87-year-old man does something incredible to connect with his Alzheimer's-aflicted wife
Posted July 20, 2016
As the old adage says: You're never too old to learn something new.
That's a concept that 87-year-old Jerry LeSeige of Jacksonville, Florida, is proving more than true after he recently picked up a woodworking hobby and decided to build a detailed miniature cathedral.
But it's his motivation for making the 5-foot-tall structure that's gaining attention, as LeSeige constructed it for his wife, Joyce, who was diagnosed with Alzheimer's about five and a half years ago, according to Inside Edition.
LeSeige cares daily for his wife, who also has breast cancer. Considering that she has lost her ability to speak, among other effects, he wanted to find a way to reconnect with her; that's what led him to launch the cathedral project.
"I’m her primary caretaker and sometimes it can be very stressful and lonely every day and it was getting me down," he told Inside Edition. "I needed a hobby to take my mind off of her illness."
Recalling how the two once toured Europe while he worked as an air traffic controller, LeSeige decided to handcraft the model cathedral. It was a symbol of their time together — one that he had hoped would rekindle their connection.
"Even when we got back to the United States, my wife and I never stopped thinking about the cathedrals," he explained. "My wife and I will never get to travel again, so I wanted to bring this cathedral to her so she could see it and remember our time together."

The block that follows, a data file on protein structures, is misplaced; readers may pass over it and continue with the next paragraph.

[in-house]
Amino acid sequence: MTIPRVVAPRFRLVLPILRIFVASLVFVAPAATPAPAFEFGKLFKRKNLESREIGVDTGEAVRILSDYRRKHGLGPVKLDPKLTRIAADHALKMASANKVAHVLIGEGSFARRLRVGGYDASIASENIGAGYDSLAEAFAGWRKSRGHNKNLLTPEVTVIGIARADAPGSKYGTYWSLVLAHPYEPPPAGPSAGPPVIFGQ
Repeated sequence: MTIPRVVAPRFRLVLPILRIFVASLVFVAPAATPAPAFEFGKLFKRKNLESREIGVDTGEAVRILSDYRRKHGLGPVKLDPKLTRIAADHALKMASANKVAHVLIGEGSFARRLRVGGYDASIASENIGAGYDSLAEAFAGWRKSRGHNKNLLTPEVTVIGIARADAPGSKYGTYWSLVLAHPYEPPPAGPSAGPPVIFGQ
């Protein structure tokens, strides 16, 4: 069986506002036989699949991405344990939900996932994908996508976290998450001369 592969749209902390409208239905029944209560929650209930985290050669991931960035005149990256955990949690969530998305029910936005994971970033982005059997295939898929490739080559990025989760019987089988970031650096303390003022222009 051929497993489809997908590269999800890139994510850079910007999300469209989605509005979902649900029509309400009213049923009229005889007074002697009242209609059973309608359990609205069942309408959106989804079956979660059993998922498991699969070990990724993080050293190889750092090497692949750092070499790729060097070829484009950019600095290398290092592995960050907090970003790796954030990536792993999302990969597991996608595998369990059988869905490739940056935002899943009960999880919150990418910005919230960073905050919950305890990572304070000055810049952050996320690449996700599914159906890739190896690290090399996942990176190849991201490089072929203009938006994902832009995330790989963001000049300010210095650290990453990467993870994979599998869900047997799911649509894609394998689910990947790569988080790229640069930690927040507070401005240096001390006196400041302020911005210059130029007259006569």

LeSeige, who has been married to his wife for 62 years, told the outlet that he struggles to know what his wife is thinking, as she can't speak to him — but he believes that his cathedral project helped to stem that divide.
As he worked on it each night, Joyce would sit near him and watch, offering up a now rare bonding experience.
"When she stares at me blankly, it can be the hardest thing in the world," LeSeige said. "But she watches me work on it every night and she touches the wood and kisses me and it makes me believe she knows what I’ve created for her."
LeSeige told Inside Edition that he became enthralled with the idea of constructing a wooden cathedral after seeing a pattern on the internet.
Then, he came up with the design for his creation on his own and proceeded to build it in his garage — a process that took around two hours each night over the period of about 10 months.
He used wood, glass and even ran electric on the structure.
LeSeige said that the impact of the project has been profound. Not only did it give him a way to connect with his wife, but he said that it also provided a fair bit of self-satisfaction.
He was so impressed with the final product, in fact, that he said he sat and stared at it for an hour after he completed it.
Elderly individuals often make headlines for the inspirational and kind acts that they perform for their spouses. These stories attract attention, as they show the world that true love can persist even decades into a marriage.
Just consider the photo of a man helping his wife purchase makeup that went viral last year. He assisted his seemingly struggling wife in finding just the right color — an act that was widely seen as an inspirational, love-filled moment.
There was also the viral video of 92-year-old Howard Serena and his dying 93-year-old wife, Laura, which featured him serenading her as she lay in hospice care suffering from dementia, as People Magazine reported last year.
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